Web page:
When it comes to determining whether or not to save in a credit instrument, the motivations of domestic investors are different than those of foreign investors. Domestic investors care about the inflation rate relative to interest rates. For them, if inflation is high relative to the interest rates that they are getting to compensate them for it, they will move out of holding credit instruments to holding inflation hedge assets (and vice versa). Foreign lenders just care about the rate of change in the currency relative to the interest rate change. So for policy makers hoping to stabilize the balance of payments, inflation is a secondary consideration compared to ensuring that there are positive expected returns for saving in that currency. They have to get the currency cheap enough so that it, with the desired interest rate, will produce a positive return.
After the war period, during the paying back period, the market consequences of the debts and the outcome of the war (whether it is won or lost) will be enormous. The worst thing a country, hence a country’s leader, could ever do is get into a lot of debt and lose a war because there is nothing more devastating. ABOVE ALL ELSE, DON’T DO THAT. Look at what it meant for Germany after World War I in the 1920s (which is explained in Part 2) and for Germany and Japan after World War II in the late 1940s and the 1950s.
I want to reiterate my headline: managing debt crises is all about spreading out the pain of the bad debts, and this can almost always be done well if one’s debts are in one’s own currency. The biggest risks are typically not from the debts themselves, but from the failure of policy makers to do the right things due to a lack of knowledge and/or lack of authority. If a nation’s debts are in a foreign currency, much more difficult choices have to be made to handle the situation well—and, in any case, the consequences will be more painful.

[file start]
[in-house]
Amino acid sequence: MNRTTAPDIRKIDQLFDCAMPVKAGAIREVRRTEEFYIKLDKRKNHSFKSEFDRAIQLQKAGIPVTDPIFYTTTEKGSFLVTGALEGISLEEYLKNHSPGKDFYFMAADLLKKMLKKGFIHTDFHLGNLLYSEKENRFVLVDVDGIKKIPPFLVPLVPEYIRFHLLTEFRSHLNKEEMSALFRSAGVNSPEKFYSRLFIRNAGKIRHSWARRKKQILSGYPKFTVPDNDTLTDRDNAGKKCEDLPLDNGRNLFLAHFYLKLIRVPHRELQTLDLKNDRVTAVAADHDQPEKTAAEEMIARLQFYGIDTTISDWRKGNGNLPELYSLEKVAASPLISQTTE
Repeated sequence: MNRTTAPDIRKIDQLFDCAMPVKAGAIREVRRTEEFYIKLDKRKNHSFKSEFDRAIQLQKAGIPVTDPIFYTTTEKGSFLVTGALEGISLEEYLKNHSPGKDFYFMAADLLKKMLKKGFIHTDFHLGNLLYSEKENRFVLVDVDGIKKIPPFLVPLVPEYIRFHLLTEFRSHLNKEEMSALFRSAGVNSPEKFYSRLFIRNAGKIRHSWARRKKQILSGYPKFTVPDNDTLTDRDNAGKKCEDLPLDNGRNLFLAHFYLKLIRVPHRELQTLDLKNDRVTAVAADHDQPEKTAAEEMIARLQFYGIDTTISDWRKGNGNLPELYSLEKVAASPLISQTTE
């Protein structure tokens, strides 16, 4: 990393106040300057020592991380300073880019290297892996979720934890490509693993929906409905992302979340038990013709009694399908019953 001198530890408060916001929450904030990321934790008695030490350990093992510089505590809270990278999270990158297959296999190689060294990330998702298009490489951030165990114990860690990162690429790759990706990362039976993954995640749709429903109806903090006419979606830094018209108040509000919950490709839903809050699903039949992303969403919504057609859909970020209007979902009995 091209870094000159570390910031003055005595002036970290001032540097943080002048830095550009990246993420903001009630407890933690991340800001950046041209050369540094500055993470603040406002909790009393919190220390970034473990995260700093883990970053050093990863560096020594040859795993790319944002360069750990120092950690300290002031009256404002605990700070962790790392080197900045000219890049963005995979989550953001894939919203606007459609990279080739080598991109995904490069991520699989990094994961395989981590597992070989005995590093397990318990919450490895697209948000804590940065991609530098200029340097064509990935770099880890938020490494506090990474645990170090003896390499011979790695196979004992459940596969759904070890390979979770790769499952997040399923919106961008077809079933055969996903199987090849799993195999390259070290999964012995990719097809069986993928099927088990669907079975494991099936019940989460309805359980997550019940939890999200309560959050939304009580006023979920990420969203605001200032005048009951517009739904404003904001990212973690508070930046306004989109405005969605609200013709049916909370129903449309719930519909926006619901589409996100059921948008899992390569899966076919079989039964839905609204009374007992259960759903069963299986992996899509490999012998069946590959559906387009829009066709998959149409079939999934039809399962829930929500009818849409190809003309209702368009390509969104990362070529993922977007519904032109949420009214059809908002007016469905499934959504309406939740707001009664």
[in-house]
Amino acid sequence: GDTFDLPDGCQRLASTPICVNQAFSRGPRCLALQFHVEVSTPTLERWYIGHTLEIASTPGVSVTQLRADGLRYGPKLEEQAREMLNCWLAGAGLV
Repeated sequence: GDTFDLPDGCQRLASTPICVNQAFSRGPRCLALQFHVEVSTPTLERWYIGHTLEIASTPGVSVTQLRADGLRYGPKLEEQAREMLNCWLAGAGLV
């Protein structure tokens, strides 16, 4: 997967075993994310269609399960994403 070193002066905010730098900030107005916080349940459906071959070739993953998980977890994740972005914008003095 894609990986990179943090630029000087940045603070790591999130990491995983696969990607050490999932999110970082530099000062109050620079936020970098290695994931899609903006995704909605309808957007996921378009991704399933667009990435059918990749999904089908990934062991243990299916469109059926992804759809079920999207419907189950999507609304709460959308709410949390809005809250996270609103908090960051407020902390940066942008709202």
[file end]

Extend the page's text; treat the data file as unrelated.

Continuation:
As mentioned in the archetype template, while inflationary depressions are possible in all countries/currencies, they are most common in countries that: Don’t have a reserve currency: So there is not a global bias to hold their currency/debt as a store hold of wealth Have low foreign exchange reserves: So there is not much of a cushion to protect against capital outflows Have a large stock of foreign debt: So there is a vulnerability to the cost of debt rising via increases in either interest rates or the value of the currency the debtor has to deliver, or a shortage of available credit denominated in that currency Have a large and increasing budget and/or current account deficit: So there is a need to borrow or print money to fund the deficits Have negative real interest rates: So lenders are not adequately compensated for holding the currency/debt Have a history of high inflation and negative total returns in the currency: So there is a lack of trust in the value of the currency/debt By the end of the war, the German economy met all of these conditions.
Germany faced the classic dilemma: whether to help those who are long the currency (i.e., creditors who hold debt denominated in it) or those who are short it (i.e., debtors who owe it). In economic crises, policies to redistribute wealth from “haves” to “have-nots” are more likely to occur. This is because the conditions of the “have-nots” become intolerable and also because there are more “have-nots” than “haves.”